by Tyler Cowen
on August 4, 2013 at 8:40 pm
in Current Affairs |
I don’t have much in the way of details, but I do know that he had been working on a biography of James M. Buchanan. I don’t know how far along that project was. Here is Charles on scholar.google.com.
Dr. Rowley was my adviser and the chairman of my Ph.D. committee. This is a shocking and sad news for me. Dr. Rowley was a longtime editor-in-chief of Public Choice magazine. Needless to say he was a public choice researcher in his own right, but his editorial skills and pursuit of perfection in published works were equally remarkable. The “Selected Works of Gordon Tullock” series (edited by him) had an introduction written by him in each volume, and each and every one of these little articles is skillfully crafted, highly informative, with a view on the historical context of the book or papers in the volume, and should I say, even fun to read. I know he had been working on the biography of Buchanan, and with his longtime colleagueship and proximity with Dr. Buchanan, as well as his familiarity with the history of not only Dr. Buchanan himself but the entire history of public choice, I am sure it will be a scholarly and monumental work; I just wish he had finished most of the work and it can be published posthumously.
Words cannot express my sorrow, rest in peace, Dr. Rowley!
Dr. Rowley was my supervisor when I did my reserch as a visiting scholar in GMU from 2010-2011. He was an extraordinary scholar with great patience to me. I was shocked by the sad news, Dr. Rowley was still working on his blog on July 14. Howard, if you have any information about his wife, Marjorie Rowley, please let me. I don’t have email of her. Thank you.
If you wish to contact Mrs. Rowley and her family, please email me at: howiewu1 _AT_ gmail _DOT_ com.
My brief tribute to Professor Rowley: http://politicalentrepreneurs.com/in-memory-of-charles-k-rowley-entrepreneur-of-ideas/.
He was influential on me at a pivotal time: I happened to meet with him in Fairfax during my last undergraduate year, when he was still the Director of Graduate Studies. Rowley was entirely frank with me. He pointed to my areas of strengths and weaknesses, and did so with a convincing wisdom and dignity. That half-hour conversation gave me some much needed confidence, and it prompted me to audit Edgar Browning’s graduate public finance class, which prepared me for the rigors of ph.d. work. He remained supportive, and critical, throughout my graduate years and beyond.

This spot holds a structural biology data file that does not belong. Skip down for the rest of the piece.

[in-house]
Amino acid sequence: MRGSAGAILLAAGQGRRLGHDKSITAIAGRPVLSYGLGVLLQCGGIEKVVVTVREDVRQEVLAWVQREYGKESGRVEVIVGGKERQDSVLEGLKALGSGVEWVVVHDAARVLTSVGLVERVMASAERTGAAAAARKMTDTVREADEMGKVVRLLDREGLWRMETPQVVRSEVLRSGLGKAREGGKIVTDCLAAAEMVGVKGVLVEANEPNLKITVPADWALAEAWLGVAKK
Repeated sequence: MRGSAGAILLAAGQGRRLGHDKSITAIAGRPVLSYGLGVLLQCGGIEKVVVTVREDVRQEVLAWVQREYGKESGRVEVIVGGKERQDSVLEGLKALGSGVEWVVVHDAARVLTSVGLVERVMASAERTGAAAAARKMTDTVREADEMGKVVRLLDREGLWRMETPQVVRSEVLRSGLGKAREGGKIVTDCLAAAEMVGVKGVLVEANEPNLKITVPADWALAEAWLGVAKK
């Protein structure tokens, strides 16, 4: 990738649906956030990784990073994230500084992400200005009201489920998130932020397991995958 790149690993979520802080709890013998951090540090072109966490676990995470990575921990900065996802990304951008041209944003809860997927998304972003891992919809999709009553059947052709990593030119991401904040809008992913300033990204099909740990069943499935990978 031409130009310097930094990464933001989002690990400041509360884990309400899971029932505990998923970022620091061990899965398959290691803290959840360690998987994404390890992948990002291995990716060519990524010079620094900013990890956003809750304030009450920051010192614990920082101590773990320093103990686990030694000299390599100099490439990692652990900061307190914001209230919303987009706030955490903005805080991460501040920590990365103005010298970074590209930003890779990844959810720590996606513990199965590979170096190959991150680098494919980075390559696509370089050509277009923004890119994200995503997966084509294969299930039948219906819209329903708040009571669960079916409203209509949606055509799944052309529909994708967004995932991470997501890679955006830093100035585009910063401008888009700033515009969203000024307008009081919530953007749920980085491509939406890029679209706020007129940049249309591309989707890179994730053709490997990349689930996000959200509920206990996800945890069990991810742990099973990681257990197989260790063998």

I only interacted with Charles Rowley during my first year or so of coursework. I was in a different department but crossed over into Econ & took his public choice classes to add a methodological framework for historical analysis. The genesis of my dissertation came in a paper I wrote for him. While it developed in new and different ways from there, I owe a heavy debt of gratitude for his early encouragement and suggestions. He was also one of the most lively and entertaining lecturers I’ve ever encountered.
I will add my voice to the chorus. I was desperately trying to get traction on my dissertation at GMU when I approached Dr. Rowley and asked for his help. (He had shown interest in my field during a previous class.) To my surprise, he immediately stepped in as my dissertation advisor. We met at his home and he helped me craft a plan for completion. His only requirement was that I put “something new on the table” every week. I did this: sometimes it was 20 pages, sometimes only two, but I always put something new on the table each week. We met every Monday morning for a year and a half. At the end of that period, I had my Ph.D.